Every cell in the body requires magnesium. As a result, an extensive list of symptoms could result from a deficiency. The mineral is a key player in nerve and muscle function, blood sugar and blood pressure regulation, energy production, and the manufacture of protein, bone and genetic material. Magnesium also serves an important role in women's health. Adequate amounts are important for osteoporosis prevention and during pregnancy. Magnesium deficiency symptoms are the same in women and men, however.
Early Deficiency Symptoms
A November 2011 article in the "American Journal of Clinical Nutrition" reported that American women who do not use dietary supplements consume an average of 234 mg of magnesium daily -- a shortfall compared to the recommended dietary allowance of 310 to 320 mg. But even the early deficiency symptoms of nausea, vomiting, loss of appetite, weakness and fatigue are uncommon in otherwise healthy people with low magnesium intake. In the short term, the body compensates for low intake by reducing magnesium loss through the kidneys and increasing its absorption through the intestine. Serious magnesium deficiency is often caused by conditions or medications that reduce gut absorption or increase magnesium loss through the urine.
Severe Deficiency Symptoms
Low body stores of magnesium can cause a wide array of symptoms. Because this mineral is a key nutrient in muscle function, a deficiency may cause muscle weakness or cramping. A severe magnesium deficiency can also cause abnormal nerve function, with numbness or tingling. A low magnesium level may affect the heart, causing an irregular rhythm that may be noticed as a racing or pounding heartbeat. Chest pain may occur due to the irregular heartbeat or spasms of the arteries that provide blood to the heart. Seizures or personality changes can also occur, as a severe lack of magnesium can cause excessive electrical activity in the brain.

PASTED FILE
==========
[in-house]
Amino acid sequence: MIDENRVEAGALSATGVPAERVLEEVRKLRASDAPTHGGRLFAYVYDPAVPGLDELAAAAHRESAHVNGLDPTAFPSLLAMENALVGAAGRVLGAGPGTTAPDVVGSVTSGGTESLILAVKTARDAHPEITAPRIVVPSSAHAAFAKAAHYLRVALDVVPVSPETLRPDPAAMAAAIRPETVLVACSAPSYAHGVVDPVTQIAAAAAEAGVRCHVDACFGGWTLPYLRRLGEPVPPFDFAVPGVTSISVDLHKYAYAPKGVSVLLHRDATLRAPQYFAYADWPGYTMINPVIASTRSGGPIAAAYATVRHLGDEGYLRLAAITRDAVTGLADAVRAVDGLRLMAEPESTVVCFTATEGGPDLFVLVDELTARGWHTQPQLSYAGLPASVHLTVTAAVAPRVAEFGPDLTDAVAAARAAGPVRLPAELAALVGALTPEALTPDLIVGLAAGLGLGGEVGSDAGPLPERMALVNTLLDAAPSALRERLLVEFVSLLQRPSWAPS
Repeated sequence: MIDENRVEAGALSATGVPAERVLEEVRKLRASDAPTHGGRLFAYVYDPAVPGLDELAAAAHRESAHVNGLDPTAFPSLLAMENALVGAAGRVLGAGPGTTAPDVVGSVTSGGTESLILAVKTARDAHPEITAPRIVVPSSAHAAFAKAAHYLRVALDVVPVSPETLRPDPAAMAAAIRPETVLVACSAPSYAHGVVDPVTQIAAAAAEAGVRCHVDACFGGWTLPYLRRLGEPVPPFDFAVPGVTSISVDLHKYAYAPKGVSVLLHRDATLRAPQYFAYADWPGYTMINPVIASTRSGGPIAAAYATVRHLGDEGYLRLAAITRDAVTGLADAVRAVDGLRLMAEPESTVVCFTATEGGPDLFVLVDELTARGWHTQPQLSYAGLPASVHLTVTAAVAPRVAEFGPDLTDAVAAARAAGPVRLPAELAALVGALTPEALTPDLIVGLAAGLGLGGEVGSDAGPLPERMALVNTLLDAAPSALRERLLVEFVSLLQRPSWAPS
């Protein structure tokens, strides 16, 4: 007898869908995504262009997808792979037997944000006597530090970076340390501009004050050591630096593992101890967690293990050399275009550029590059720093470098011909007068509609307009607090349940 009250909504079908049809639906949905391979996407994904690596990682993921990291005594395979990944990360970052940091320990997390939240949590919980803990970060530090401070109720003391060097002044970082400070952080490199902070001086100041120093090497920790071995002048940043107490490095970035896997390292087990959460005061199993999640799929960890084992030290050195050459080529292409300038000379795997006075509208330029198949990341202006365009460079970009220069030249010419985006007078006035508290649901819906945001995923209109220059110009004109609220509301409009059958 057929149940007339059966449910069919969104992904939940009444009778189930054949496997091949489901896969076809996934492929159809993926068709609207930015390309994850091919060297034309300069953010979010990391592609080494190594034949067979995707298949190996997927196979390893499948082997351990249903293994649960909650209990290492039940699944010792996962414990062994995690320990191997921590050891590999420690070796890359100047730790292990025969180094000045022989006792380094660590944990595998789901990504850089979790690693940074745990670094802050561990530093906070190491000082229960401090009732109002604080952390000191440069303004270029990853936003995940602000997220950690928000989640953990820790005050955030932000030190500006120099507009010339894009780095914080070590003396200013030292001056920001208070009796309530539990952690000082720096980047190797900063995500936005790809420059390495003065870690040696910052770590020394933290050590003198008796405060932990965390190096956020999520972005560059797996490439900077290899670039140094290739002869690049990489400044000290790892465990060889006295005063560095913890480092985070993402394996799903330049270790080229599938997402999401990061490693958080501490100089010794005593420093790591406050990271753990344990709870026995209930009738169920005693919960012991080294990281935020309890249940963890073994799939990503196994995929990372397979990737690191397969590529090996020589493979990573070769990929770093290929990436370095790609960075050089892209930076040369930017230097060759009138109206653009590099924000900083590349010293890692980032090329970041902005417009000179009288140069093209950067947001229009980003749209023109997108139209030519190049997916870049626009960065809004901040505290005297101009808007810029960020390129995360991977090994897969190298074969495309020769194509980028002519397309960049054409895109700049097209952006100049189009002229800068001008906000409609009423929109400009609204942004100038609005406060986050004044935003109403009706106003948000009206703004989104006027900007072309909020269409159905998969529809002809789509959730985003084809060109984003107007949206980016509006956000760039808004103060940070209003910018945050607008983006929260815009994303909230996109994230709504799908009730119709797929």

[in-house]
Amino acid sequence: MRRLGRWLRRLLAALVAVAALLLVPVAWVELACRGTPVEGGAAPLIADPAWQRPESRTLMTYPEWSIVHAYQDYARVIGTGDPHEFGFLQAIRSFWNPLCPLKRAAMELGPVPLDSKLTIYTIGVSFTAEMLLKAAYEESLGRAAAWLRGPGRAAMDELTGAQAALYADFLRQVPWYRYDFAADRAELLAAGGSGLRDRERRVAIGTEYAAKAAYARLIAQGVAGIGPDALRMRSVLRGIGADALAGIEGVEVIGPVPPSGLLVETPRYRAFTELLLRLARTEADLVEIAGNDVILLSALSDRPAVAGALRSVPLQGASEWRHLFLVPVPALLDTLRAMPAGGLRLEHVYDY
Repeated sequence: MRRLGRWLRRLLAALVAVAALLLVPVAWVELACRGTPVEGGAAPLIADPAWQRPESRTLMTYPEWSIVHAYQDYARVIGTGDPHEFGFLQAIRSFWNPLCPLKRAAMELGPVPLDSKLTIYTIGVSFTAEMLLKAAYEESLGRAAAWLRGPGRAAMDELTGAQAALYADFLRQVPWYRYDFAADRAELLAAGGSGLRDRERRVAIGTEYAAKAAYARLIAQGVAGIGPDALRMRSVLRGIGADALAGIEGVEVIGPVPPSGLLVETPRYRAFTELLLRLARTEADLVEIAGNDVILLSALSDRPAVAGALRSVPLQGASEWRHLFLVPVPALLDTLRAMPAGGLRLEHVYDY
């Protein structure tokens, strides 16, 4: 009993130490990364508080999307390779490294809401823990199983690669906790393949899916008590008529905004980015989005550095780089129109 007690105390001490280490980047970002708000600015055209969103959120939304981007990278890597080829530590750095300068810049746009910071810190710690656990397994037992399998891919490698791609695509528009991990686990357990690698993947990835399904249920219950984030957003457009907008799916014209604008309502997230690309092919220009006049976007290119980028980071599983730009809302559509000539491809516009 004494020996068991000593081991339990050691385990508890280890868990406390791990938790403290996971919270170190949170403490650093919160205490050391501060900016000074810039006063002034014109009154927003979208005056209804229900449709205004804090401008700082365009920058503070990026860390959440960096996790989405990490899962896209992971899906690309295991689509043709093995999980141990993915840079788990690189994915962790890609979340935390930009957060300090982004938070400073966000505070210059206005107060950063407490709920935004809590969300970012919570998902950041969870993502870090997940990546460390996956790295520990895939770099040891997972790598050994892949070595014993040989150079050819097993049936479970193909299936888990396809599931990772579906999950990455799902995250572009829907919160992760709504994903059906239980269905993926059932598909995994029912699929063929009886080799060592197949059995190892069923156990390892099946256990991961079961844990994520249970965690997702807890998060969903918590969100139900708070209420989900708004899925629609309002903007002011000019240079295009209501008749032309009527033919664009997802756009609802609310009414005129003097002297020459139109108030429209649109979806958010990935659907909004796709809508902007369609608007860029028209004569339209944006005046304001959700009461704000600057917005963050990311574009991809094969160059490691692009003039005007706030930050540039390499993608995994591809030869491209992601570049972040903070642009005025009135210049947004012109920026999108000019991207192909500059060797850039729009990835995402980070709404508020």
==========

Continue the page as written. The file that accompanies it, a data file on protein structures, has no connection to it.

Magnesium Deficiency Without Symptoms
An article in the May 2013 issue of "Advances in Nutrition" noted that 60 percent of Americans consume less magnesium than the RDA. Long-term, inadequate intake of magnesium can gradually deplete body stores. But since the decline is gradual, typical deficiency symptoms may be absent. Even without symptoms, however, chronically low magnesium intake can pose health risks. A February 2012 review article in the "Clinical Kidney Journal" reports that low magnesium intake or blood levels are associated with increased risk for type 2 diabetes, high blood pressure, coronary heart disease and metabolic syndrome. People with metabolic syndrome have high blood pressure, excess body weight around the middle, and abnormal blood sugar and blood fat levels. These abnormalities increase their risk for diabetes, heart disease and stroke.
Seek Medical Advice
The symptoms of magnesium deficiency can range from subtle or absent to serious and life-threatening. While any ongoing health concerns should be evaluated by a doctor, symptoms that warrant immediate attention include severe muscle spasms or weakness; persistent nausea or vomiting; seizures, personality changes or hallucinations; or heart-related symptoms such as chest pain, a pounding or racing heartbeat, dizziness, fainting or shortness of breath. Low body magnesium can have serious consequences if untreated. Thus, a medical workup is recommended for any suspected magnesium deficiency.
- American Journal of Clinical Nutrition: Dietary Supplement Use Is Associated With Higher Intakes of Minerals From Food Sources
- National Institute of Health, Office of Dietary Supplements: Magnesium Fact Sheet for Health Professionals
- Clinical Kidney Journal: Magnesium Basics
- Advances in Nutrition: Magnesium in Disease Prevention and Overall Health
- Handbook of Nutrition and Food, 3rd Edition: Carolyn D. Berdanier, et al.
- Clinical Kidney Journal: Magnesium in Disease